Barty one win away from Grand Slam glory
Ashleigh Barty will become Australia's first French Open winner in 46 years ago if she beats Marketa Vondrousova on Saturday.
After snatching victory from the jaws of defeat in her French Open semifinal, Ashleigh Barty insists she is primed to win her maiden Grand Slam.
The world No.8 will rise to No.2 if she beats unseeded Czech Marketa Vondrousova, having survived a tough semi-final against American teen sensation Amanda Anisimova.
The final is scheduled to get under way not before 11:00pm AEST on Saturday.
If Barty sees off the 19-year-old left-hander, she will become Australia’s fourth French Open women’s singles champion, joining five-time winner Margaret Court, Lesley Bowrey and Evonne Goolagong on the Roland Garros honours board.
It’s almost three years since Barty came back to tennis after an 18-month sabbatical when she played cricket in the WBBL for Brisbane Heat.
Her run to the final caps off an astonishing rise from No.623 in the world upon her return in 2016, to the cusp of being crowned the new queen of clay.
“It’s amazing. It’s been an incredible journey the last three years,” she said.
‘I’m just so proud of myself the way we were able to go out there and handle it today. All things considered, we’re in a pretty amazing place now.”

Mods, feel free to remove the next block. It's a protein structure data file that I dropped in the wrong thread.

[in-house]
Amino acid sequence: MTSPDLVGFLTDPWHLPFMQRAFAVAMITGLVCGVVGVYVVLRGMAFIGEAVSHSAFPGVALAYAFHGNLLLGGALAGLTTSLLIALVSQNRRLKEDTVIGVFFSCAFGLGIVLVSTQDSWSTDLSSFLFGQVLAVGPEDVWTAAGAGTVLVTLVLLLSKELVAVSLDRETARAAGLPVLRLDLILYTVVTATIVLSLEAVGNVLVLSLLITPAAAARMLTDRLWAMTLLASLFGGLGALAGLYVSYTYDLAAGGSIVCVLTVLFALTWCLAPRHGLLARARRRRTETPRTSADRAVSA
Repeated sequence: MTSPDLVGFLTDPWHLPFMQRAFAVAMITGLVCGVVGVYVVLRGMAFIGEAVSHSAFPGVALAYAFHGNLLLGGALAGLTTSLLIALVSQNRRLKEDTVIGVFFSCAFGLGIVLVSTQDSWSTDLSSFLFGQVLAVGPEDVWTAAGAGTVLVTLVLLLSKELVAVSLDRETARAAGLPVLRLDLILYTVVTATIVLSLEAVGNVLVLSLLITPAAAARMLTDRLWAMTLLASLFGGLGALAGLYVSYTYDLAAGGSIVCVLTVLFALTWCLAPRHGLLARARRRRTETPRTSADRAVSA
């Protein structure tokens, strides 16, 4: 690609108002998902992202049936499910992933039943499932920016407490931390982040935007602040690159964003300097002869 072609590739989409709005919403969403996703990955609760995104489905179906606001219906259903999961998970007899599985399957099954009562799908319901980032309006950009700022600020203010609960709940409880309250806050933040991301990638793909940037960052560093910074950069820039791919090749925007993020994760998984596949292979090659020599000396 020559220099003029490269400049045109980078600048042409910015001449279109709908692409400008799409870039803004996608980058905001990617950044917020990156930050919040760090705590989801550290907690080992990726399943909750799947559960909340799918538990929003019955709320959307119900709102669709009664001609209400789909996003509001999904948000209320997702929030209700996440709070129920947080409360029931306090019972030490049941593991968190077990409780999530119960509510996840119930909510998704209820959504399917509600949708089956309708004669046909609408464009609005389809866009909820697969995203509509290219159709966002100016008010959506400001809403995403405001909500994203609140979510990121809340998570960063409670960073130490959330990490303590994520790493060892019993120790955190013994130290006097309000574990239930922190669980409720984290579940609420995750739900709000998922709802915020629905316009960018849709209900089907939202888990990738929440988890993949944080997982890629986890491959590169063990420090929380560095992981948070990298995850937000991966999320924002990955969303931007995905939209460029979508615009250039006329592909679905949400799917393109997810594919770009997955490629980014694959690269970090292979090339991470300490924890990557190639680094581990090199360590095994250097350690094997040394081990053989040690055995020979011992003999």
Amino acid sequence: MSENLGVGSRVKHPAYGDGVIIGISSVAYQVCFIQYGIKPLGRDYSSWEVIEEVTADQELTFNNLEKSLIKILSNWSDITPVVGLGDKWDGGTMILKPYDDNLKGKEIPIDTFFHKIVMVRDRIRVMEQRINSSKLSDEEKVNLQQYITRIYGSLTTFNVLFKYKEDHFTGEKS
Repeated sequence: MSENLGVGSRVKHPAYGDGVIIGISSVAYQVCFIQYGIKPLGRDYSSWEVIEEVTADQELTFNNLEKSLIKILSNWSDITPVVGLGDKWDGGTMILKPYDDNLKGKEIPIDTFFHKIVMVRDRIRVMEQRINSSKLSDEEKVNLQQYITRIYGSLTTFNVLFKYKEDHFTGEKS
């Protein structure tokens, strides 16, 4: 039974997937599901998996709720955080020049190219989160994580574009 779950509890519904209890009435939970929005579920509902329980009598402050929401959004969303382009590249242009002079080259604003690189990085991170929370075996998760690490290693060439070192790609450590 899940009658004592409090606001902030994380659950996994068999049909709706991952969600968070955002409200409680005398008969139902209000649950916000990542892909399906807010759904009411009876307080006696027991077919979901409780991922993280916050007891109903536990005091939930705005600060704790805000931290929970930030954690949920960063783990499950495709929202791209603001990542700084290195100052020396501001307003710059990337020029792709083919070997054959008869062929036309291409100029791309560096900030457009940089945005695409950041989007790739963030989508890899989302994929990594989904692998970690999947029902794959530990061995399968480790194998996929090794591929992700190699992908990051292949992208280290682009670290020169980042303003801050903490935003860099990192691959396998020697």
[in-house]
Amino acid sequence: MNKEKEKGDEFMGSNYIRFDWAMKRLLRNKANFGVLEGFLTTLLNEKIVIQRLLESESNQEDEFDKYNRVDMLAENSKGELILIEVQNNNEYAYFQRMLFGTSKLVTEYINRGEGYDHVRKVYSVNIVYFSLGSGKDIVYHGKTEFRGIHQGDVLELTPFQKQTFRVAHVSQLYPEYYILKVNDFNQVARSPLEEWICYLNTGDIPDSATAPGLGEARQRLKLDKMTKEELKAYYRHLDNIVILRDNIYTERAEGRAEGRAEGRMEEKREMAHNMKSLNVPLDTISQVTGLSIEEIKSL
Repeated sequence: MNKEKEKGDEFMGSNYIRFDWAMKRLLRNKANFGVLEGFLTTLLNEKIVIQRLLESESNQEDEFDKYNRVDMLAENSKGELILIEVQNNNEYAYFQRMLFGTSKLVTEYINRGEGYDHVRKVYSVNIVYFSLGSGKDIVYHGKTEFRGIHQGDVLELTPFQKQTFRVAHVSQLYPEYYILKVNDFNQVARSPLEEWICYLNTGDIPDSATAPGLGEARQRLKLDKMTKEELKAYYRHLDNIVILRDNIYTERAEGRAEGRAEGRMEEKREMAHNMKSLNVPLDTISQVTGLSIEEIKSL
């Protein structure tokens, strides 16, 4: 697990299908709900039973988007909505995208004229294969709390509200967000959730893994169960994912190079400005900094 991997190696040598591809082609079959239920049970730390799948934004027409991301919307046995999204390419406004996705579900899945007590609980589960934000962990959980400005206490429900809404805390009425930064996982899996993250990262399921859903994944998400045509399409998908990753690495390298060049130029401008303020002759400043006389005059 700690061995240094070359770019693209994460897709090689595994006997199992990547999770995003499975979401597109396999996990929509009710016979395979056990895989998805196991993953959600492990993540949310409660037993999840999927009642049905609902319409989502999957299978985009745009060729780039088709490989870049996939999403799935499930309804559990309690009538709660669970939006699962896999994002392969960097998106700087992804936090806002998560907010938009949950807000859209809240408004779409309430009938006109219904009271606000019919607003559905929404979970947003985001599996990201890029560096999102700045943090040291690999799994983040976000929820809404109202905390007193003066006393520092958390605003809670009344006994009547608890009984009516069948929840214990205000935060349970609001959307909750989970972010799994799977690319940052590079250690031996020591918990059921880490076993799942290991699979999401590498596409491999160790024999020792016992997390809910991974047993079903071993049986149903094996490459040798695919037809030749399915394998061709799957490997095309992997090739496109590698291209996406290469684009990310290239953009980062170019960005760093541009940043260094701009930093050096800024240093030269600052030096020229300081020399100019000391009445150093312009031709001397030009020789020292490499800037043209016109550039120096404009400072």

Barty survived a first set meltdown against Anisimova as she surrendered a 5-0 lead and two set points before losing a tiebreak.
She then found herself 3-0 down in the second set and staring down the barrel of of a crushing defeat to a player who doesn’t turn 18 until August.
But showing huge grit and determination, the Ipswich native came from a break down in the second and third sets to set up the biggest match of her career.
“I’ve probably never done that to myself before … never been in that situation,” she said.
“But I was really happy the way I was able to respond at a set and three-love (down) and really turn the match on its head.
“I’m just so proud of myself the way we were able to go out there and handle it today. All things considered, we’re in a pretty amazing place now.”
After Wednesday’s schedule was washed out in Paris, Barty will play her third match in as many days in the final.
But she believes the momentum will serve her well against a player that’s enjoyed a breakout season of her own, reaching the last eight at Indian Wells and Rome and the final at Istanbul.
“I think maybe a bit of a blessing in disguise that we’re playing day after day after day, just to keep the momentum going and to keep kind of the same routines ticking over,” Barty said.
“Tyzz (coach Craig Tyzzer) and I and my whole team have worked so hard to try to get into these positions.
“Now that we’re here, it’s about enjoying it, embracing it, and having fun.”
Barty has comfortably seen off Vondrousova in their two previous encounters – on a hard court in Cincinnati and grass in Birmingham.
But given Sam Stosur had beaten Francesca Schiavone four times before losing to the Italian in the 2010 final, the Aussie knows that history counts for nothing.
“She’s had an amazing record throughout the whole year, and been very consistent,” Barty said.
“I think probably she is most comfortable on the clay courts as opposed to any other surface.
“She has so much variety in her game. She’s got the ability to move the ball around the court, moves exceptionally well.”